On August 29, 2005, Katrina, the Category 5 Atlantic hurricane, made landfall on the southeast coast of Louisiana and Mississippi. The events that followed have been heavily documented through various forms of media. In the aftermath of the storm, people from around the world were able to see the effects of a flawed government system. The damage to the Gulf Coast was listed at an estimated $125 billion, millions of residents were displaced, and over 1,800 lost their lives. The physical and economic destruction to the area was immense, but many would come to find out that the long-term effects of this devastating storm would cost more than just dollars and cents.
In the wake of the hurricane, an often overlooked aspect is the mental and emotional toll that it took on the people involved. The trauma from the death of a loved one, the loss of a home, and the separation from relatives, were just a few of the triggers that Edward Buckles would explore in his new documentary, Katrina Babies. Buckles, who is a native of New Orleans, has been working on this project for over a decade, compiling archival footage, firsthand accounts, filming and photographing people and locations, and so much more. The goal for this film is to not only tell the story of his city after the storm, but the families – and the children – that were most affected by it.
As a young man, Buckles’ perspective on life was always unique. It was his attendance at the Anthony Bean Theater & School where he began to look at the world around him in a different way. Bean – the theater’s owner – would regularly teach his students to be an “observer of life,” and to be more intentional in one’s thoughts and actions. “I started paying attention to my community and what was happening outside of my door,” Buckles tells ESSENCE. “One of the things that I noticed was what was happening with the youth, post-Katrina, including what was happening with myself.”
Buckles began to study film when he went to Dillard University. While taking a documentary class there, he noticed a common theme in many of the projects he would have to learn about – many of them were by white writers and directors, and it was mainly about white stories. These films and documentaries that lacked diversity led the then 20-year-old to pose the question to himself, “If given this opportunity, what type of story would I tell?” It would be in this experience, along with a coincidental nudge from a close family member, that would jumpstart the New Orleans-bred director’s path of purpose.
“Around the same time I was taking my Doc Theory class, my cousin Tina – who is also in the film – called me and said, ‘Boy, I saw your mama posting you all over Facebook. You’re doing your thing, I’m proud of you. One day I’ll let you read my diary and tell my story,’” Buckles says. “It started a conversation. She then goes on to tell me about what she and her kids experienced during the storm. As soon as she told me that story, something clicked.”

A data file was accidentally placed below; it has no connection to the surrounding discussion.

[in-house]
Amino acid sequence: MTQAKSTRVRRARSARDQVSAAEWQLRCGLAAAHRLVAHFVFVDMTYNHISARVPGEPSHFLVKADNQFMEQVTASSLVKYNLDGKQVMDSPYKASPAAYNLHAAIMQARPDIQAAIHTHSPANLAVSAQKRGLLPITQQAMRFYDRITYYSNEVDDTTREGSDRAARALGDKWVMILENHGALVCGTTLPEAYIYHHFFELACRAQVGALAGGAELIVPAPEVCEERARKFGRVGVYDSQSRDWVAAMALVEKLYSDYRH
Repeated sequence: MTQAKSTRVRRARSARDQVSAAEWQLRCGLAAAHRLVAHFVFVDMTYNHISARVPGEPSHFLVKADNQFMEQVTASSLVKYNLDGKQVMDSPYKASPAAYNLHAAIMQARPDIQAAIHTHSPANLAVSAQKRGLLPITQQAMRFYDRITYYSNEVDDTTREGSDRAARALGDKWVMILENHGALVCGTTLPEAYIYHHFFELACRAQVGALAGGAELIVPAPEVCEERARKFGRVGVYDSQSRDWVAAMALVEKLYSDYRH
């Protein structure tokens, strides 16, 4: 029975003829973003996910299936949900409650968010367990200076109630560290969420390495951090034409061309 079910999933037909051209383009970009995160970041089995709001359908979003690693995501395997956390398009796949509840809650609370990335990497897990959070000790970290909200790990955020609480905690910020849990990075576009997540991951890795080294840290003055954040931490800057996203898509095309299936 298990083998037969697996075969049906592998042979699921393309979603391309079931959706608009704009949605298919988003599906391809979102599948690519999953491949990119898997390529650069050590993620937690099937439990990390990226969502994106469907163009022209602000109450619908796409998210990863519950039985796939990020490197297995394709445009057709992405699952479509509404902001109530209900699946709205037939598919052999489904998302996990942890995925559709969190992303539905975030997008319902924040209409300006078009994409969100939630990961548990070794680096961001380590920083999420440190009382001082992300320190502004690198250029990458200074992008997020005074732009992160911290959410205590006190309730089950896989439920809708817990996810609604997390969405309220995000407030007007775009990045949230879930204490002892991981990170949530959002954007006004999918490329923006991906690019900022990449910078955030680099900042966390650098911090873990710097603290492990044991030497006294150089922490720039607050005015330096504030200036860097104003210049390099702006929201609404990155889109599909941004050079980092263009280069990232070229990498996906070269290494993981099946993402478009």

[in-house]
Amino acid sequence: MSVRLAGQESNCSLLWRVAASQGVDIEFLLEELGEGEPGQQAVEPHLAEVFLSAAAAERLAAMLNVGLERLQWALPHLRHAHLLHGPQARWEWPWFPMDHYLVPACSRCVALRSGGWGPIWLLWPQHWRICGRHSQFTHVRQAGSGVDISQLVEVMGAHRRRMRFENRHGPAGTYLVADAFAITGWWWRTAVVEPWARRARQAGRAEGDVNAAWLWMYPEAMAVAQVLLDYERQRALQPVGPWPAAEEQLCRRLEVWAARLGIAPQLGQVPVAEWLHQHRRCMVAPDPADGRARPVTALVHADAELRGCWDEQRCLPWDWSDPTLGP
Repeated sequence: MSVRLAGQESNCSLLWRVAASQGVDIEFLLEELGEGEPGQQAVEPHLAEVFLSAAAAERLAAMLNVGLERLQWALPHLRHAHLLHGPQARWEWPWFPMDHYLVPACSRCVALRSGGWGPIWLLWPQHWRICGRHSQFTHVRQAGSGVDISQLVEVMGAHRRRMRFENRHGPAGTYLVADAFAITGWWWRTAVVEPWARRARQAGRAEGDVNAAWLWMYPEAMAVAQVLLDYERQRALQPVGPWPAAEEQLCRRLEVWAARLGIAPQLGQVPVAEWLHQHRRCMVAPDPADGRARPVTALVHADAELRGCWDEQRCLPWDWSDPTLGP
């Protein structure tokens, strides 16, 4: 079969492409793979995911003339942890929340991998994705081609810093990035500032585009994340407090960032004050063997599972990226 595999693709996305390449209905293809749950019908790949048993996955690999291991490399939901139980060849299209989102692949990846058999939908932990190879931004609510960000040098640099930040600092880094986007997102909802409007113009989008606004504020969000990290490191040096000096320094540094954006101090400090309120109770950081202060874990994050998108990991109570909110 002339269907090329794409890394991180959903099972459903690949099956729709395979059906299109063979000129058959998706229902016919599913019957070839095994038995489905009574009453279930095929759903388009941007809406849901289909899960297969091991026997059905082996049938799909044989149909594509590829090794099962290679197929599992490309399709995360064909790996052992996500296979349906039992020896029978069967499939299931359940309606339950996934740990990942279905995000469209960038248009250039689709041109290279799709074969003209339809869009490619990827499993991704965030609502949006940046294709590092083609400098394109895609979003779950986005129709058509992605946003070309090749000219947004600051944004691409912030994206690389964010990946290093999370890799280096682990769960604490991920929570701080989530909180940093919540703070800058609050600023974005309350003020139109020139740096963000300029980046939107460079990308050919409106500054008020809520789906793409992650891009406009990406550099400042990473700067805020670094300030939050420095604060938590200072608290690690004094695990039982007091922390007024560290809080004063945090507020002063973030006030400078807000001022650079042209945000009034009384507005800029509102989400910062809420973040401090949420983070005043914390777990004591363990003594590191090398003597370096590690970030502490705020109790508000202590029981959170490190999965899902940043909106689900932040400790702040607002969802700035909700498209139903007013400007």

“What if my cousin’s being locked up in the attic at that age had something to do with their behavior in the years that followed?,” he adds. “And what if losing my family had something to do with my identity issues after Katrina? I just wondered what the parallels were between what my generation was projecting outwardly as a result of the storm.” At that moment, the initial idea for Katrina Babies was born.
For some, it’s easy to assume what this HBO documentary is all about. At its core, it’s an exploration of mental health, and how to properly heal from traumatic experiences. Many times, people aren’t even aware that they’re dealing with trauma, which makes the process of healing almost impossible. In creating this film, Buckles was tasked with the responsibility of exposing the overlooked trauma facing the people in his city; it was something that he accepted, whole-heartedly.
“I learned about healing while making this project, and I saw the power in telling our own stories,” the Dillard graduate says. “I also saw the power in seeking help in order to heal, and not just relying on resilience to get us through everything. This project was definitely a lot of weight to carry, but I’m glad that I was able to learn how to take care of myself mentally, and also how to help others learn how to do so as well.”
With any form of art, the finished product is always open for interpretation. With Katrina Babies however, Buckles’ hopes that this project doesn’t just resonate with people from the Gulf Coast, but with all people of color. “This is not just a New Orleans story, it’s an American story,” he explains emphatically. “There are people, specifically in Black and disenfranchised neighborhoods that are forgotten and neglected all the time. I just want to make sure that as a country, we don’t forget about those who are being most impacted. I also want us to look at ourselves as we’re experiencing these traumas and these crazy events, and how we are coping with it”
“I just think that on top of dealing with complex trauma, it is important for us to not only see this as a great film, but make sure that we’re following what the story is about, which is healing.”